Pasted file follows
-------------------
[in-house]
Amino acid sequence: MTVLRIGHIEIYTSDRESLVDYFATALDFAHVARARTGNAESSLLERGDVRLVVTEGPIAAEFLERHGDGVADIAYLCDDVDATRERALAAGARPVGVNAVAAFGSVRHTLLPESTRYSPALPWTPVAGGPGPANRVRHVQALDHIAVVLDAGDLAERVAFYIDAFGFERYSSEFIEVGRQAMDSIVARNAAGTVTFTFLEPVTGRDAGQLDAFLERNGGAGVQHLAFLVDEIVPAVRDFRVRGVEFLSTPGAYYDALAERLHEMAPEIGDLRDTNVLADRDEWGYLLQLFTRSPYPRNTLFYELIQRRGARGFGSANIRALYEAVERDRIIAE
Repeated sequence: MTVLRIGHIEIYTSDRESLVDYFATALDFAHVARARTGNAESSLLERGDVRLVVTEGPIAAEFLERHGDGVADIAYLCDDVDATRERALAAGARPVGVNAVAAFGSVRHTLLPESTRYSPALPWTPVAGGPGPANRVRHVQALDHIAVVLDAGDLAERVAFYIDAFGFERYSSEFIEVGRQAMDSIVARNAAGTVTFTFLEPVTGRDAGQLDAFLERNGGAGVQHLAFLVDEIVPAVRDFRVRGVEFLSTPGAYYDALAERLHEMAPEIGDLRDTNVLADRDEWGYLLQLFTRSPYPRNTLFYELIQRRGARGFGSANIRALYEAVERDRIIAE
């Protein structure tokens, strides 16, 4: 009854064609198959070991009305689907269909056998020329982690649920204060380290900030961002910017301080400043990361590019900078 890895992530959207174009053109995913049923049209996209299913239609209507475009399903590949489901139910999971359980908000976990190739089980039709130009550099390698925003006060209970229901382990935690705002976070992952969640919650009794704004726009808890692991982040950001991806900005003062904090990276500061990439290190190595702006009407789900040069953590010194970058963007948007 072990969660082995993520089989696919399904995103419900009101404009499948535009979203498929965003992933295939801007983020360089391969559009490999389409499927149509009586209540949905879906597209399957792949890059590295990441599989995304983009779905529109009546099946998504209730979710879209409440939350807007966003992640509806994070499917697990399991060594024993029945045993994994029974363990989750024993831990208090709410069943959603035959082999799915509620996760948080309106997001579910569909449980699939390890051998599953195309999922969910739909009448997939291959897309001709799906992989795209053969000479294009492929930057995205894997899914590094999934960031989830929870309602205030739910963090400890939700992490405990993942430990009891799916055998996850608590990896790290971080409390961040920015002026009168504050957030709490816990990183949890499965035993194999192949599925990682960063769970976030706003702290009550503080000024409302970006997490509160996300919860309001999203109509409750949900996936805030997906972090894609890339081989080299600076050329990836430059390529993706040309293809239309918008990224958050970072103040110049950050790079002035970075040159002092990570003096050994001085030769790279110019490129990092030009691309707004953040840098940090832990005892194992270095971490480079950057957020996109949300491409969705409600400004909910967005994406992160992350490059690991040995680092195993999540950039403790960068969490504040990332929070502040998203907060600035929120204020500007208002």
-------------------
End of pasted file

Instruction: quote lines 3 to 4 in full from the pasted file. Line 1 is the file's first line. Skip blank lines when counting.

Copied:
Repeated sequence: MTVLRIGHIEIYTSDRESLVDYFATALDFAHVARARTGNAESSLLERGDVRLVVTEGPIAAEFLERHGDGVADIAYLCDDVDATRERALAAGARPVGVNAVAAFGSVRHTLLPESTRYSPALPWTPVAGGPGPANRVRHVQALDHIAVVLDAGDLAERVAFYIDAFGFERYSSEFIEVGRQAMDSIVARNAAGTVTFTFLEPVTGRDAGQLDAFLERNGGAGVQHLAFLVDEIVPAVRDFRVRGVEFLSTPGAYYDALAERLHEMAPEIGDLRDTNVLADRDEWGYLLQLFTRSPYPRNTLFYELIQRRGARGFGSANIRALYEAVERDRIIAE
């Protein structure tokens, strides 16, 4: 009854064609198959070991009305689907269909056998020329982690649920204060380290900030961002910017301080400043990361590019900078 890895992530959207174009053109995913049923049209996209299913239609209507475009399903590949489901139910999971359980908000976990190739089980039709130009550099390698925003006060209970229901382990935690705002976070992952969640919650009794704004726009808890692991982040950001991806900005003062904090990276500061990439290190190595702006009407789900040069953590010194970058963007948007 072990969660082995993520089989696919399904995103419900009101404009499948535009979203498929965003992933295939801007983020360089391969559009490999389409499927149509009586209540949905879906597209399957792949890059590295990441599989995304983009779905529109009546099946998504209730979710879209409440939350807007966003992640509806994070499917697990399991060594024993029945045993994994029974363990989750024993831990208090709410069943959603035959082999799915509620996760948080309106997001579910569909449980699939390890051998599953195309999922969910739909009448997939291959897309001709799906992989795209053969000479294009492929930057995205894997899914590094999934960031989830929870309602205030739910963090400890939700992490405990993942430990009891799916055998996850608590990896790290971080409390961040920015002026009168504050957030709490816990990183949890499965035993194999192949599925990682960063769970976030706003702290009550503080000024409302970006997490509160996300919860309001999203109509409750949900996936805030997906972090894609890339081989080299600076050329990836430059390529993706040309293809239309918008990224958050970072103040110049950050790079002035970075040159002092990570003096050994001085030769790279110019490129990092030009691309707004953040840098940090832990005892194992270095971490480079950057957020996109949300491409969705409600400004909910967005994406992160992350490059690991040995680092195993999540950039403790960068969490504040990332929070502040998203907060600035929120204020500007208002």